I’ve come to understand that autism is not a disability in the strictest sense of the word, but rather a different kind of ability. As such, traditional approaches to teaching must give way to more creative, more focused, more knowing approaches. And in doing so, we can help individuals on the spectrum integrate into community life and live independently.
Peter Gerhardt Ed.D. and the Autism Consortium have some great steps for teaching and building skills.
- IF YOU CAN TEACH THE SKILL, TEACH IT. If you can teach a teen to buy something at a store using money, teach her to do it.
- IF YOU CAN’T TEACH THE SKILL, ADAPT IT. If the teen can’t count change–but can use a debit card–have her use the debit card.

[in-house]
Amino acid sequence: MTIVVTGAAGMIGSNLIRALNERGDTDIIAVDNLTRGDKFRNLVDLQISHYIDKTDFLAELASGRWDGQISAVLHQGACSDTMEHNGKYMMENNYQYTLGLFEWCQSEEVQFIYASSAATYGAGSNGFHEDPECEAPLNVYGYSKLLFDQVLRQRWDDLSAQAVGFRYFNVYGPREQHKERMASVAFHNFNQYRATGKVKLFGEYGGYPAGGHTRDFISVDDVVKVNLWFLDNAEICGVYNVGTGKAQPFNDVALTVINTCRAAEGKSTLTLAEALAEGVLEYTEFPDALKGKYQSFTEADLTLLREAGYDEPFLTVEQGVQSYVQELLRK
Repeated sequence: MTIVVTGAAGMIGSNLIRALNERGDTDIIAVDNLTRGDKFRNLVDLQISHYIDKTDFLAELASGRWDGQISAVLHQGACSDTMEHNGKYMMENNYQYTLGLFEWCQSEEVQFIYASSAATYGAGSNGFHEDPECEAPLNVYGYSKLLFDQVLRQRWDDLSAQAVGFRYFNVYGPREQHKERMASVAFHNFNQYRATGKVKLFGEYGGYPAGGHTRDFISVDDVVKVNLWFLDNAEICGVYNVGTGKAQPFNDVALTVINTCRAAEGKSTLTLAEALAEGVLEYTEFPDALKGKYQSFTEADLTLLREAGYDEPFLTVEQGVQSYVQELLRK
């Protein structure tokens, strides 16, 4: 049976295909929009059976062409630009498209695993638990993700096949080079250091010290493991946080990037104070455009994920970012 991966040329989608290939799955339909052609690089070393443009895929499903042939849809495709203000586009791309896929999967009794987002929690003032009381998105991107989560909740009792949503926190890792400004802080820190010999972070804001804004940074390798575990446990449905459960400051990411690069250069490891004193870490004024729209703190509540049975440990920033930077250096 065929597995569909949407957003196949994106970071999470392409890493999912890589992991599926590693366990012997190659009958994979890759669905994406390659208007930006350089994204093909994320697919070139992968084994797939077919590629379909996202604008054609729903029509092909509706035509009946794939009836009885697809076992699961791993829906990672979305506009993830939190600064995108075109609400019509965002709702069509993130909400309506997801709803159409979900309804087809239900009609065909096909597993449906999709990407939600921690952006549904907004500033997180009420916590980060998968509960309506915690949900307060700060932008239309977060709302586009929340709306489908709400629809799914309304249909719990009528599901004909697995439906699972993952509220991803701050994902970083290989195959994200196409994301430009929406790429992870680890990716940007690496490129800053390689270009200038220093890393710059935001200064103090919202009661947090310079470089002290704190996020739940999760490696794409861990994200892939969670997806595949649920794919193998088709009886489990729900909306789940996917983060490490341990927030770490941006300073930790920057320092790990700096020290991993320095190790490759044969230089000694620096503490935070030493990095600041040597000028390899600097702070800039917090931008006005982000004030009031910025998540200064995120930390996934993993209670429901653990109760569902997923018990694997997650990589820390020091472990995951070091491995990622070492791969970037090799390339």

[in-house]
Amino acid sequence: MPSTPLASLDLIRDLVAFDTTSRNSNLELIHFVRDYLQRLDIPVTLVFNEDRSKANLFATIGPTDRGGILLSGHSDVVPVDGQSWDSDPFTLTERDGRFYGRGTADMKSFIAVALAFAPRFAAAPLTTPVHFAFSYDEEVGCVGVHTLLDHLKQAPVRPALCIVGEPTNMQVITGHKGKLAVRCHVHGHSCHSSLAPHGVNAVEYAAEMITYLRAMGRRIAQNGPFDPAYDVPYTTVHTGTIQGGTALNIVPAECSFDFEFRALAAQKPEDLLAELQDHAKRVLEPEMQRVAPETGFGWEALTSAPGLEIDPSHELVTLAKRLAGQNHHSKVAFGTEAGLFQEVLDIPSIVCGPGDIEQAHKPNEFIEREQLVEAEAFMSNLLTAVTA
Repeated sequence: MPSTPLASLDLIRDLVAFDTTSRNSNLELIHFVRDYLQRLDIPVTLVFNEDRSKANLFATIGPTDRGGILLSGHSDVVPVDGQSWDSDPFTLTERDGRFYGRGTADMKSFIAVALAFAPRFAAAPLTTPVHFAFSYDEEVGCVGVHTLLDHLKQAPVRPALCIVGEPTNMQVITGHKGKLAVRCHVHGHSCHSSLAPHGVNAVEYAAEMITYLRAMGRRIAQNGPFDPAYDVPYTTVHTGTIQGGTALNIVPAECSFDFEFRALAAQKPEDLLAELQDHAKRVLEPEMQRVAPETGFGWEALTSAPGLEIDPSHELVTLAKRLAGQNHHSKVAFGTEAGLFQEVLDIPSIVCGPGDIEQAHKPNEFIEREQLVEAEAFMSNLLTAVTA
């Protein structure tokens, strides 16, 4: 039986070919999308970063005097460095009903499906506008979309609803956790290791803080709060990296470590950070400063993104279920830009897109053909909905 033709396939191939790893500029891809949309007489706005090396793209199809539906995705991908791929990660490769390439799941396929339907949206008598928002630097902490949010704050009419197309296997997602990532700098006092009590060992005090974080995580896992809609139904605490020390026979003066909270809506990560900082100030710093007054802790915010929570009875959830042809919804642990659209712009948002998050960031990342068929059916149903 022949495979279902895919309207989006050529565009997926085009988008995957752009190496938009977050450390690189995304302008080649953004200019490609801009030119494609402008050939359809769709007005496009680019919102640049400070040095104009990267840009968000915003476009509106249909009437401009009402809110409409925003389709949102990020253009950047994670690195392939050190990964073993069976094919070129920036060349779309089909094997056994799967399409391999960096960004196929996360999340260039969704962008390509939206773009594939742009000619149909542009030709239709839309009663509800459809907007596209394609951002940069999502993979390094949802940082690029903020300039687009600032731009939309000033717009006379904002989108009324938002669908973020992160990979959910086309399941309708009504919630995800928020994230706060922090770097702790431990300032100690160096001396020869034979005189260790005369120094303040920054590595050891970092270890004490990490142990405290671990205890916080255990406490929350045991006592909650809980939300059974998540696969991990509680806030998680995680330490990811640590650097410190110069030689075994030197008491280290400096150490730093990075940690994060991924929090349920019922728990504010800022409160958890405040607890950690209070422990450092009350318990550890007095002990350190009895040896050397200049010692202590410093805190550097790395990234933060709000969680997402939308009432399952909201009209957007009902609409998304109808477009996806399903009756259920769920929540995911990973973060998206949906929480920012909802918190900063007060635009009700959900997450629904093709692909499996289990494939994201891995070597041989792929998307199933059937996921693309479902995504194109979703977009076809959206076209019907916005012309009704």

- IF YOU CAN’T ADAPT THE SKILL, CAN YOU FIND A WAY AROUND IT? If the teen cannot use a debit card, can she use a gift card or pre-paid card at a specific store?
- IF YOU CAN’T FIND A WAY AROUND IT, TEACH THE ‘TYPICAL’ WORLD HOW TO DEAL WITH IT. If Steps 1-3 aren’t possible, visit the store and introduce yourself to management and staff. Better yet, use a store you shop at often. Explain that you’re working on your teen’s skills–maybe even explain your child’s struggles/diagnosis. With this valuable input, along with some suggestions for supportive prompts, they can help the process. For example, they could prompt your teen, “Suzi, you need to take your change. Thanks!” This type of exchange allows the teen to have an interaction with the cashier, while teaching her how to buy things from a store.